Remember when moving from one end of a state to another often meant changing phone numbers because the new residence would be in a different area code? And, after cell phones were born, remember when relocating across the country meant ditching a cell phone company, along with the number, because the new area of the country didn’t include the same coverage?

Chances are, if you are as old as I am, these scenarios do sound familiar. For most cell phone users, however, changing cell numbers just because you relocate is a foreign concept. A cell phone number becomes part of who we are, part of our contact identity, and, if we don’t want to, we never have to change cell numbers again. 

Now, let’s apply this scenario to today’s school environment and student data. Huh? I know you’re thinking this analogy might be a stretch, but stay with me, and I promise this will all make sense.

In today’s schools, nearly all aspects of student data reside on IT systems in the K-12 ecosystem. From birthdates to medical records, from assessment scores to classroom assignments and everything in between, student data are housed on some type of electronic system. And the seamless use of that data through various technologies is paramount in ensuring a stellar educational experience for students and teachers.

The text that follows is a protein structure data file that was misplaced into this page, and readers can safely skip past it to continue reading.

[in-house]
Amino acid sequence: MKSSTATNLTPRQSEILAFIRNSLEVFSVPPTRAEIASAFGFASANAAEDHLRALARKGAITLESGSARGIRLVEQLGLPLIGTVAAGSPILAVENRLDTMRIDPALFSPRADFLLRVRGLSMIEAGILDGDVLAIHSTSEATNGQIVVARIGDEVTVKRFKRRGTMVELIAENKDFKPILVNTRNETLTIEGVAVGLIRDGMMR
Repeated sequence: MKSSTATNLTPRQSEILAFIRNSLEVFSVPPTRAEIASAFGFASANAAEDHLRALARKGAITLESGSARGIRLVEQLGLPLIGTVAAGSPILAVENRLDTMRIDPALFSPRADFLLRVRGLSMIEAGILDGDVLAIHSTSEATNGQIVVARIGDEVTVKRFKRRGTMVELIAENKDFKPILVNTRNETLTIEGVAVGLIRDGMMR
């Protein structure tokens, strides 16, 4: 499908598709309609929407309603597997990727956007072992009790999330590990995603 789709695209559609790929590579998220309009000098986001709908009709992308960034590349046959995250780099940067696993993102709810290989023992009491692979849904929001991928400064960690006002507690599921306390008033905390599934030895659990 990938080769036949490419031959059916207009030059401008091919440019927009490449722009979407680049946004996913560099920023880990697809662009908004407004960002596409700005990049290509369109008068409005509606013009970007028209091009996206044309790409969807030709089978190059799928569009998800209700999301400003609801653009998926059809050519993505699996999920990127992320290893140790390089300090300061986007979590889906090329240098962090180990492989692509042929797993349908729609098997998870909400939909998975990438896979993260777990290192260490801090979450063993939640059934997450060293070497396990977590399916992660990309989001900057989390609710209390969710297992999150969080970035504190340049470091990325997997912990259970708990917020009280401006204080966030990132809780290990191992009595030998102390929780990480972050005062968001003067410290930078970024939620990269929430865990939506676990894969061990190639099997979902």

When teachers and administrators need to bring in student data, protect that data, and adapt to unique needs among various stakeholders who need access to the data, often the amount of time between data entry and usage is so lengthy that end-user experiences only lead to frustration. IT staff are challenged with managing data for new enrollments, teachers, substitute teachers, and administrators, including automated tasks that span both cloud-based and on-premise systems, and the end result of the entire process often trickles down to provide a negative experience to the most important cogs in this wheel: our students. 

I know I’m an idealist, but I envision a scenario in which students and employees who move between schools in the same state lose no data, lose no documents, no video projects, no graded assignments. And, they are not expected to download everything from their previous school’s cloud domain before they move to their new school. Wouldn’t that be a perfect world? Students log out of one network on Friday and safely log into a different network on Monday in their new school, and all of their records are visible and secure, immediately, without additional effort on the teacher’s part to “turn on” access to new materials. 

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